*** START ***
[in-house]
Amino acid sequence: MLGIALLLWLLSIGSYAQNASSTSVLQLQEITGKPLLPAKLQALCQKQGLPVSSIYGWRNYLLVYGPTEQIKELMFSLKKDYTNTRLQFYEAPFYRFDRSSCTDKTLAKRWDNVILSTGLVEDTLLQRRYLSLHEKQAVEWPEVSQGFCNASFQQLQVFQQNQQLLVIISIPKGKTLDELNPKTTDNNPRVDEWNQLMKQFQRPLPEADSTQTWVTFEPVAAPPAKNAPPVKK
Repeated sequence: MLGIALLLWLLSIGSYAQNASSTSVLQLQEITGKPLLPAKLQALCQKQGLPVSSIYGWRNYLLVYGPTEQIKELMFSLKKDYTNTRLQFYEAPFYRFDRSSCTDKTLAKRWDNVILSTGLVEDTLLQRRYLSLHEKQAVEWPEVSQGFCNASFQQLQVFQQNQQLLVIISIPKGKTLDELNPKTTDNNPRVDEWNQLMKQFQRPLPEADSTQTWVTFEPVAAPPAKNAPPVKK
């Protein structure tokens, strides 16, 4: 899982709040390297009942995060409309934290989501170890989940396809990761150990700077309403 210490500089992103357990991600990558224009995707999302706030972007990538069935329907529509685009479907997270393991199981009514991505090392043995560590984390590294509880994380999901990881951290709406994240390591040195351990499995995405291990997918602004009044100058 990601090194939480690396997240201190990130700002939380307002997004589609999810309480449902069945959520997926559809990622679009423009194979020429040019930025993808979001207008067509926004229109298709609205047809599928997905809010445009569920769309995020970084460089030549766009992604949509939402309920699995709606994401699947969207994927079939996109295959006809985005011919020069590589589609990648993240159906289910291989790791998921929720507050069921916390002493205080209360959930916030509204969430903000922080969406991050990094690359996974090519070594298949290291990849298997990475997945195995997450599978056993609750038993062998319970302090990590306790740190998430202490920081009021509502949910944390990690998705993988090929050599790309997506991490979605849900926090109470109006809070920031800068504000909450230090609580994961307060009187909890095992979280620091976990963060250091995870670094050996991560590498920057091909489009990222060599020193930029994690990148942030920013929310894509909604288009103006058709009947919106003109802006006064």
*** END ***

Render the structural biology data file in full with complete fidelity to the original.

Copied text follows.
[in-house]
Amino acid sequence: MLGIALLLWLLSIGSYAQNASSTSVLQLQEITGKPLLPAKLQALCQKQGLPVSSIYGWRNYLLVYGPTEQIKELMFSLKKDYTNTRLQFYEAPFYRFDRSSCTDKTLAKRWDNVILSTGLVEDTLLQRRYLSLHEKQAVEWPEVSQGFCNASFQQLQVFQQNQQLLVIISIPKGKTLDELNPKTTDNNPRVDEWNQLMKQFQRPLPEADSTQTWVTFEPVAAPPAKNAPPVKK
Repeated sequence: MLGIALLLWLLSIGSYAQNASSTSVLQLQEITGKPLLPAKLQALCQKQGLPVSSIYGWRNYLLVYGPTEQIKELMFSLKKDYTNTRLQFYEAPFYRFDRSSCTDKTLAKRWDNVILSTGLVEDTLLQRRYLSLHEKQAVEWPEVSQGFCNASFQQLQVFQQNQQLLVIISIPKGKTLDELNPKTTDNNPRVDEWNQLMKQFQRPLPEADSTQTWVTFEPVAAPPAKNAPPVKK
């Protein structure tokens, strides 16, 4: 899982709040390297009942995060409309934290989501170890989940396809990761150990700077309403 210490500089992103357990991600990558224009995707999302706030972007990538069935329907529509685009479907997270393991199981009514991505090392043995560590984390590294509880994380999901990881951290709406994240390591040195351990499995995405291990997918602004009044100058 990601090194939480690396997240201190990130700002939380307002997004589609999810309480449902069945959520997926559809990622679009423009194979020429040019930025993808979001207008067509926004229109298709609205047809599928997905809010445009569920769309995020970084460089030549766009992604949509939402309920699995709606994401699947969207994927079939996109295959006809985005011919020069590589589609990648993240159906289910291989790791998921929720507050069921916390002493205080209360959930916030509204969430903000922080969406991050990094690359996974090519070594298949290291990849298997990475997945195995997450599978056993609750038993062998319970302090990590306790740190998430202490920081009021509502949910944390990690998705993988090929050599790309997506991490979605849900926090109470109006809070920031800068504000909450230090609580994961307060009187909890095992979280620091976990963060250091995870670094050996991560590498920057091909489009990222060599020193930029994690990148942030920013929310894509909604288009103006058709009947919106003109802006006064």